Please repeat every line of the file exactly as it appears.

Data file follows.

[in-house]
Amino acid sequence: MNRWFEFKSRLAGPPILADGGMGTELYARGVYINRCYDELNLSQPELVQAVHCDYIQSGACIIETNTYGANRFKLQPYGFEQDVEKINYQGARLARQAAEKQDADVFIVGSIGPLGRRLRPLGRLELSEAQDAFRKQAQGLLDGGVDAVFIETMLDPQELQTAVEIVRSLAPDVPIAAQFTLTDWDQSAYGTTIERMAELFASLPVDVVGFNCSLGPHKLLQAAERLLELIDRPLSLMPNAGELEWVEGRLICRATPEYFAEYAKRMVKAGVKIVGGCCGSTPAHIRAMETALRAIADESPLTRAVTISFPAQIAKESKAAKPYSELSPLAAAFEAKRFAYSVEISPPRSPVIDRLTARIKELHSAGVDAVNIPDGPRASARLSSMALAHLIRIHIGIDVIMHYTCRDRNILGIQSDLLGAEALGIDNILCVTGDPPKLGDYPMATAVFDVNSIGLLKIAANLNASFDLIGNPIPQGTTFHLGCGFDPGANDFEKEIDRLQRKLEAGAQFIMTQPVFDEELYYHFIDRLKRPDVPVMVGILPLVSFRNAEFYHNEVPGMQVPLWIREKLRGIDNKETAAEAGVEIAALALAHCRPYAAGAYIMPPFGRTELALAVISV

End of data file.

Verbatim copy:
[in-house]
Amino acid sequence: MNRWFEFKSRLAGPPILADGGMGTELYARGVYINRCYDELNLSQPELVQAVHCDYIQSGACIIETNTYGANRFKLQPYGFEQDVEKINYQGARLARQAAEKQDADVFIVGSIGPLGRRLRPLGRLELSEAQDAFRKQAQGLLDGGVDAVFIETMLDPQELQTAVEIVRSLAPDVPIAAQFTLTDWDQSAYGTTIERMAELFASLPVDVVGFNCSLGPHKLLQAAERLLELIDRPLSLMPNAGELEWVEGRLICRATPEYFAEYAKRMVKAGVKIVGGCCGSTPAHIRAMETALRAIADESPLTRAVTISFPAQIAKESKAAKPYSELSPLAAAFEAKRFAYSVEISPPRSPVIDRLTARIKELHSAGVDAVNIPDGPRASARLSSMALAHLIRIHIGIDVIMHYTCRDRNILGIQSDLLGAEALGIDNILCVTGDPPKLGDYPMATAVFDVNSIGLLKIAANLNASFDLIGNPIPQGTTFHLGCGFDPGANDFEKEIDRLQRKLEAGAQFIMTQPVFDEELYYHFIDRLKRPDVPVMVGILPLVSFRNAEFYHNEVPGMQVPLWIREKLRGIDNKETAAEAGVEIAALALAHCRPYAAGAYIMPPFGRTELALAVISV